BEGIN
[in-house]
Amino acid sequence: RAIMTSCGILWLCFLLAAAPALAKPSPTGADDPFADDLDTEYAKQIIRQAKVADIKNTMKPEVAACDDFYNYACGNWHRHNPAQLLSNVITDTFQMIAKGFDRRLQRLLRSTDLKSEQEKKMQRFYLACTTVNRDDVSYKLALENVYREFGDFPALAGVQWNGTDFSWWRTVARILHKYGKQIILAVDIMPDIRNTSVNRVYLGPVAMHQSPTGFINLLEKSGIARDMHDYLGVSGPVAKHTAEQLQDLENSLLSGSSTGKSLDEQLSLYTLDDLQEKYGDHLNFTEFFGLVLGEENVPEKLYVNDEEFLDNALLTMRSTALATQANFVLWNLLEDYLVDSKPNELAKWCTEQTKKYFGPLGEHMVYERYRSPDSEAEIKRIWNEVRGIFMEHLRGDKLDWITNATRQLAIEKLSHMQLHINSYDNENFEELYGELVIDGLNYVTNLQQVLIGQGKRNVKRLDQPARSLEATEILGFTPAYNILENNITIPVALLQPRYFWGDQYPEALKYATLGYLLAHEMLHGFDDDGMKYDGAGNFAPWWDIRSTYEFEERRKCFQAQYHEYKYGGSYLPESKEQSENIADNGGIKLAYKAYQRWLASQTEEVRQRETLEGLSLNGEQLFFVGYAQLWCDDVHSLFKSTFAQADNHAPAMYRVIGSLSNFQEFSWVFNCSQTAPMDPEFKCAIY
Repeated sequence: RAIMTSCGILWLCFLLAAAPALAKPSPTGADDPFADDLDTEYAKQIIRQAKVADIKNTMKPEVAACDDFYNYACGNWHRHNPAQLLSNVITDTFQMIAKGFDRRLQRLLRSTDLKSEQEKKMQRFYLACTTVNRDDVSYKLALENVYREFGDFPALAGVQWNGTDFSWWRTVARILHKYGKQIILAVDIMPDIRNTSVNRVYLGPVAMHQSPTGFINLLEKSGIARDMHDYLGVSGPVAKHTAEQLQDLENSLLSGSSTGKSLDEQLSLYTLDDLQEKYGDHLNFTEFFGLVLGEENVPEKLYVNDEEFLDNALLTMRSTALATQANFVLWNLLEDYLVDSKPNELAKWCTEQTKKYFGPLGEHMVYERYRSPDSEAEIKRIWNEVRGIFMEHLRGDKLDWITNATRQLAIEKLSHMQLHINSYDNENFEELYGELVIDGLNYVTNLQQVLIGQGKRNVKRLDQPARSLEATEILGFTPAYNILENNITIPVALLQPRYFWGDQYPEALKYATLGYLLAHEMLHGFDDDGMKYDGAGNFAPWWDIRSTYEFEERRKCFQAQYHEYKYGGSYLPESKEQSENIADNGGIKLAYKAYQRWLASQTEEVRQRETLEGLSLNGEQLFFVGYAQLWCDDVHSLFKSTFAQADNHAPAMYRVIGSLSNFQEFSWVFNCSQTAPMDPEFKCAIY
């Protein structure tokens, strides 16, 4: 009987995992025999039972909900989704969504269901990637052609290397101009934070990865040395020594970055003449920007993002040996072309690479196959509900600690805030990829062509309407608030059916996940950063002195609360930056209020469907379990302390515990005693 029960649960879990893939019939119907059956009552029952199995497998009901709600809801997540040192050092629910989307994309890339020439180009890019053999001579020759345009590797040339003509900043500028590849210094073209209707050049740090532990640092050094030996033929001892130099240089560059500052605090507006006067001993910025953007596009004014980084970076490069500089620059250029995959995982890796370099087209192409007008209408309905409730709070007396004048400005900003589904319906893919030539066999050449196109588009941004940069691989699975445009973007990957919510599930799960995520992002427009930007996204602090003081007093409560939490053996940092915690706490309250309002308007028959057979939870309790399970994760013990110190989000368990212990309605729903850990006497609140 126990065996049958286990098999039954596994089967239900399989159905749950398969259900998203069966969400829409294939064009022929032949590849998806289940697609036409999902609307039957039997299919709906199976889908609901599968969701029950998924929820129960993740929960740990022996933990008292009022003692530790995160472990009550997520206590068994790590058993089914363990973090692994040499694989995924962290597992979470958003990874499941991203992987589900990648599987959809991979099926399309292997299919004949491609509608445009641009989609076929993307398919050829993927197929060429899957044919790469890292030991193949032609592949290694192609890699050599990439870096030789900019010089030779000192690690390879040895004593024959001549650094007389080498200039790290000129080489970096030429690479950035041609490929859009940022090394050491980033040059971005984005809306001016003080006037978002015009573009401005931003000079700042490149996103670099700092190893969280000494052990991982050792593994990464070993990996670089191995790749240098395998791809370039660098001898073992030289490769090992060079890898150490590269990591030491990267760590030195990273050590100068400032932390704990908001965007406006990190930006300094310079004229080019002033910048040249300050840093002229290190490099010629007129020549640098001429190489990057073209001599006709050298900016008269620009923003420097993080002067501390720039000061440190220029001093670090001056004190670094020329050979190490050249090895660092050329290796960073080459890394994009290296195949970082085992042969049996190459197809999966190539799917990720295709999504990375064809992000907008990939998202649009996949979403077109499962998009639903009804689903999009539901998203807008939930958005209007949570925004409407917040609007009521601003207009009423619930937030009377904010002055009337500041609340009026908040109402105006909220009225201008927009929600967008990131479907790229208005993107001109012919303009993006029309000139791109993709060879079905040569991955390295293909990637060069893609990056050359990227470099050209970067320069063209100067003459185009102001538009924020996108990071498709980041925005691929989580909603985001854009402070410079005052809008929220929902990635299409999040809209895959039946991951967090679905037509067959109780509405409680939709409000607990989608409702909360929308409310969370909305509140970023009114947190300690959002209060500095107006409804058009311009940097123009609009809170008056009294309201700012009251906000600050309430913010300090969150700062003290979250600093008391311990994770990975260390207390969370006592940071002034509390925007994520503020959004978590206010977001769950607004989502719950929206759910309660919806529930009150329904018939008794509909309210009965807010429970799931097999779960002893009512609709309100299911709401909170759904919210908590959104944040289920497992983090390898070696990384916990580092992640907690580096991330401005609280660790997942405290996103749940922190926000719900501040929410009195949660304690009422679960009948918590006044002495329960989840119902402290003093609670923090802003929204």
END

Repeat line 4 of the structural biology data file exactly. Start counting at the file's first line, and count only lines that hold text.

């Protein structure tokens, strides 16, 4: 009987995992025999039972909900989704969504269901990637052609290397101009934070990865040395020594970055003449920007993002040996072309690479196959509900600690805030990829062509309407608030059916996940950063002195609360930056209020469907379990302390515990005693 029960649960879990893939019939119907059956009552029952199995497998009901709600809801997540040192050092629910989307994309890339020439180009890019053999001579020759345009590797040339003509900043500028590849210094073209209707050049740090532990640092050094030996033929001892130099240089560059500052605090507006006067001993910025953007596009004014980084970076490069500089620059250029995959995982890796370099087209192409007008209408309905409730709070007396004048400005900003589904319906893919030539066999050449196109588009941004940069691989699975445009973007990957919510599930799960995520992002427009930007996204602090003081007093409560939490053996940092915690706490309250309002308007028959057979939870309790399970994760013990110190989000368990212990309605729903850990006497609140 126990065996049958286990098999039954596994089967239900399989159905749950398969259900998203069966969400829409294939064009022929032949590849998806289940697609036409999902609307039957039997299919709906199976889908609901599968969701029950998924929820129960993740929960740990022996933990008292009022003692530790995160472990009550997520206590068994790590058993089914363990973090692994040499694989995924962290597992979470958003990874499941991203992987589900990648599987959809991979099926399309292997299919004949491609509608445009641009989609076929993307398919050829993927197929060429899957044919790469890292030991193949032609592949290694192609890699050599990439870096030789900019010089030779000192690690390879040895004593024959001549650094007389080498200039790290000129080489970096030429690479950035041609490929859009940022090394050491980033040059971005984005809306001016003080006037978002015009573009401005931003000079700042490149996103670099700092190893969280000494052990991982050792593994990464070993990996670089191995790749240098395998791809370039660098001898073992030289490769090992060079890898150490590269990591030491990267760590030195990273050590100068400032932390704990908001965007406006990190930006300094310079004229080019002033910048040249300050840093002229290190490099010629007129020549640098001429190489990057073209001599006709050298900016008269620009923003420097993080002067501390720039000061440190220029001093670090001056004190670094020329050979190490050249090895660092050329290796960073080459890394994009290296195949970082085992042969049996190459197809999966190539799917990720295709999504990375064809992000907008990939998202649009996949979403077109499962998009639903009804689903999009539901998203807008939930958005209007949570925004409407917040609007009521601003207009009423619930937030009377904010002055009337500041609340009026908040109402105006909220009225201008927009929600967008990131479907790229208005993107001109012919303009993006029309000139791109993709060879079905040569991955390295293909990637060069893609990056050359990227470099050209970067320069063209100067003459185009102001538009924020996108990071498709980041925005691929989580909603985001854009402070410079005052809008929220929902990635299409999040809209895959039946991951967090679905037509067959109780509405409680939709409000607990989608409702909360929308409310969370909305509140970023009114947190300690959002209060500095107006409804058009311009940097123009609009809170008056009294309201700012009251906000600050309430913010300090969150700062003290979250600093008391311990994770990975260390207390969370006592940071002034509390925007994520503020959004978590206010977001769950607004989502719950929206759910309660919806529930009150329904018939008794509909309210009965807010429970799931097999779960002893009512609709309100299911709401909170759904919210908590959104944040289920497992983090390898070696990384916990580092992640907690580096991330401005609280660790997942405290996103749940922190926000719900501040929410009195949660304690009422679960009948918590006044002495329960989840119902402290003093609670923090802003929204």